Why You’re Wrong About When You Could Get Pregnant

Photographed by Ashley Armitage.
Period trackers are increasingly popular among women who want to monitor their menstrual cycle. Tracker apps help track when you ovulate, your PMS symptoms and when you're most fertile. Some women even use the apps to plan or avoid pregnancies, but how accurate are they and can they ever be a reliable source of information?
A new study published today in the European Journal of Contraception & Reproductive Healthcare has suggested that calendar-based tracking methods are giving women different results as to when they can get pregnant.
The study, commissioned by contraceptive tracking app Natural Cycles, analysed data from over 42,000 women and 282,235 menstrual cycles. The research found significant discrepancies for determining when a woman is fertile when she used the Standard Days Method or the Rhythm Method, compared to the data collected by the app.
The Standard Days Method is a calendar-based method that identifies the fixed fertile window in a woman's cycle (between days eight and 19) and when a couple should avoid sex if they wish to avoid pregnancy. All other days in a woman's cycle are considered non-fertile. The Rhythm Method requires you to track your period for six to 12 months so you try to predict your future ovulation dates.
This new study found that when using an app's algorithm, the probability of receiving a wrong non-fertile day was 69% lower than with the Rhythm Method and 97% with the Standard Days Method.
Obviously, it's important to keep in mind that this study was commissioned by Natural Cycles, but it does highlight that apps could benefit women if they provide more accurate data than traditional tracking methods.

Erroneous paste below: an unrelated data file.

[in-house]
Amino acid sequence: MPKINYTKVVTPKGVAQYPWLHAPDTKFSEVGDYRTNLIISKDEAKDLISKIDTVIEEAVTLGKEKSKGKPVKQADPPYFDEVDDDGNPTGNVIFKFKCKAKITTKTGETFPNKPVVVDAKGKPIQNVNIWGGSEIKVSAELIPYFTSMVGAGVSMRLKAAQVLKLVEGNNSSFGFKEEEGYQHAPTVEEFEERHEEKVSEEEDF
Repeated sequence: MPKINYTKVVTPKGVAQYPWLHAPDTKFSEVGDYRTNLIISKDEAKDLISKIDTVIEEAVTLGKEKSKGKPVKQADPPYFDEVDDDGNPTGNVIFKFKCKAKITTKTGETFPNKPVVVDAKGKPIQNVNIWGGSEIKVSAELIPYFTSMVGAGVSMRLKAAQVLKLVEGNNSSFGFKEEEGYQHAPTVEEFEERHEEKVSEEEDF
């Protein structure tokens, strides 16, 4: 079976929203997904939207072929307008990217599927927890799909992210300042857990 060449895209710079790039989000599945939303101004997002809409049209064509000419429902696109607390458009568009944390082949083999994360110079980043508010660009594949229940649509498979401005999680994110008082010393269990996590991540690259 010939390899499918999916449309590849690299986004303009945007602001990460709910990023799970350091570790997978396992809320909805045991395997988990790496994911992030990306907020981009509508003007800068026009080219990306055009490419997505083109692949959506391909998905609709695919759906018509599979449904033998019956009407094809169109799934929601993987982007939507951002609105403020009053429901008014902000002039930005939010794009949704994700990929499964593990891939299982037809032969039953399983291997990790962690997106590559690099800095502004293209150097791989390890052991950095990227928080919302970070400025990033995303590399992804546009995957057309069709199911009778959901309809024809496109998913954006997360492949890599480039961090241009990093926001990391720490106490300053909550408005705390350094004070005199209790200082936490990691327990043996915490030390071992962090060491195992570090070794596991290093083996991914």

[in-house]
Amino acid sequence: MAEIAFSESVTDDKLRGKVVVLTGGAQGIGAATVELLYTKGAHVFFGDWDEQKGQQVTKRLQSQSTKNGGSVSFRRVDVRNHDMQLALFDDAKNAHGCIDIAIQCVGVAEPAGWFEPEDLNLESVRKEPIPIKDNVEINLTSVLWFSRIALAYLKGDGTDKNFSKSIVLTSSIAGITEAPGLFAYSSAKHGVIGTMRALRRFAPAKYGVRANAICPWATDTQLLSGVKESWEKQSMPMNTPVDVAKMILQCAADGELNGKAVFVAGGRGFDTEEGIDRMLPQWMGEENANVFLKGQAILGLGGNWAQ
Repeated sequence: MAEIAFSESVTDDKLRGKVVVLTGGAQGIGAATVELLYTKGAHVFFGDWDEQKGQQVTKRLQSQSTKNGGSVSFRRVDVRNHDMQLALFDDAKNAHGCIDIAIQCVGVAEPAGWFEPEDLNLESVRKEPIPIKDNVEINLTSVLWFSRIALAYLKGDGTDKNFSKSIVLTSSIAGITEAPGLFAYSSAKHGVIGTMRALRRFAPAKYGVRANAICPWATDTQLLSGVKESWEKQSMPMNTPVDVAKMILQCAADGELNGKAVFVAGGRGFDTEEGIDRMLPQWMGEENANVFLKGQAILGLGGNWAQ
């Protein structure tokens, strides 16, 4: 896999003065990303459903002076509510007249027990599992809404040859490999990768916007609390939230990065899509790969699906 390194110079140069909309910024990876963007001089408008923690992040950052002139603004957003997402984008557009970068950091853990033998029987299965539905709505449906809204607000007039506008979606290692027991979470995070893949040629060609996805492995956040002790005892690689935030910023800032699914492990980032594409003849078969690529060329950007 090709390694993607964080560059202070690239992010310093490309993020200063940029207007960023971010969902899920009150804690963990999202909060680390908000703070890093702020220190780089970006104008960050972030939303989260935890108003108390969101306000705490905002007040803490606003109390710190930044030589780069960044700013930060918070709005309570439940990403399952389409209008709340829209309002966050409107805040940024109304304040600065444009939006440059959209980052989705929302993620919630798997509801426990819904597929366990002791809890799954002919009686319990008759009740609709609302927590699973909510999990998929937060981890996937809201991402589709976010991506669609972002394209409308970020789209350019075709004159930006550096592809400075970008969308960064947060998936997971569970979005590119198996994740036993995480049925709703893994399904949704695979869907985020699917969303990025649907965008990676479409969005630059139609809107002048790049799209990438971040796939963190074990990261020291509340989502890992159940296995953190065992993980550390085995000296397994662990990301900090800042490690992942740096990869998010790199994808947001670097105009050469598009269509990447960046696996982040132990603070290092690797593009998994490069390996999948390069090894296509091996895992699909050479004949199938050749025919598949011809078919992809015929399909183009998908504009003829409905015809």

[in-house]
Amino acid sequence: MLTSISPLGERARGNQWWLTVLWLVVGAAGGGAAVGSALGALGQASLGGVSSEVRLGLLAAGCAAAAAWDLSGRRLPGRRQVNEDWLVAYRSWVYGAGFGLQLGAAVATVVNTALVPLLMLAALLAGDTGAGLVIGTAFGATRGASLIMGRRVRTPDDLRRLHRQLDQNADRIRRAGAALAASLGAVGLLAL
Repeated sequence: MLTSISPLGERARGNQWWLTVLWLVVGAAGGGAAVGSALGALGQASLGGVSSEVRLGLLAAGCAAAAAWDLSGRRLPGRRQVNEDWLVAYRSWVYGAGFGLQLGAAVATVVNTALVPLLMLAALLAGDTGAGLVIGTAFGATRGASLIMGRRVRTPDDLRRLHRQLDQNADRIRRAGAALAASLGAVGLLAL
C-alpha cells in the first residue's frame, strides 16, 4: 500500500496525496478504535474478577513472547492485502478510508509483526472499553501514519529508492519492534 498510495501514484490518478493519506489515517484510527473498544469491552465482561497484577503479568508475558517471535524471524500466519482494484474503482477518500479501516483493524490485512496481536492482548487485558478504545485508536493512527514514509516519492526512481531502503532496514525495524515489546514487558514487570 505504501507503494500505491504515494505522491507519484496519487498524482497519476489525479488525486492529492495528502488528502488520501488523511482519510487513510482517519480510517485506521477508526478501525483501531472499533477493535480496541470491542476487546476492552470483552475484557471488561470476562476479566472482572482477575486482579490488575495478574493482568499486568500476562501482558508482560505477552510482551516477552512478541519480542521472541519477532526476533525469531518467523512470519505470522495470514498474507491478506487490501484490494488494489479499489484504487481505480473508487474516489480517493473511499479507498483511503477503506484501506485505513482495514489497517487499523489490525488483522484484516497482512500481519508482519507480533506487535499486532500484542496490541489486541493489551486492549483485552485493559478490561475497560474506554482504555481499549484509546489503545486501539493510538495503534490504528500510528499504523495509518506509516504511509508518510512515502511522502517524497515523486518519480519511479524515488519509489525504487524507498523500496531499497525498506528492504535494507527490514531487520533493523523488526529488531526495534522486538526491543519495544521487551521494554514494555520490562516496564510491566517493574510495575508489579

Research cited by Natural Cycles has found that over half of UK women (59%) do or would use a period tracker to plan their pregnancies, jumping to 69% of women aged between 25 and 34. Eighty-one percent of millennials believe they can plan a pregnancy using these methods, which suggests that they have become a reliable tool. But this study has highlighted the need for young women to understand the difference between each period tracker – analogue or digital – and how the results may differ.
Dr Diana Mansour, vice president of the Faculty of Sexual and Reproductive Healthcare for Clinical Quality, told Refinery29 that while the study did show similarities between the fertility awareness methods, they would not be suitable for those not wanting to get pregnant.
She said: "There are many apps which help users plan or prevent a pregnancy and some are more effective than others. The effectiveness of fertility apps is highly dependent on correct usage, and we know that user-dependent methods are less effective than non-user-dependent methods such as intrauterine contraceptives and implants.
"Fertility awareness apps have the potential to broaden contraceptive choice, but are not the method of choice for those where becoming pregnant would be a disaster. Fertility apps could be a suitable contraceptive method for motivated users who understand the commitment involved and the limitations of the method.
"We can conclude from this study that the fertility awareness methods analysed, including the Natural Cycles app, seem to be similar when it comes to predicting women’s fertile window. However, Natural Cycles can be used from cycle one, while with the rhythm and standard days methods women have to wait and use extra protection, such as condoms, for more days.
"The Natural Cycles website advises that with perfect use of the app, one in 100 women will become pregnant in a year, either because the app wrongly categorised a fertile day as a 'green' day or because the additional contraceptive method failed. Perfect use is a challenge, as it requires women to input data on a daily basis and check their temperature on waking."
She added that without an independent review of every app on the market, it wouldn't be advisable to say that one method works better than another. "Without independent evaluation we can’t say if one app is more effective at preventing unplanned pregnancies compared to other apps or contraceptive methods."

More from Sex & Relationships

R29 Original Series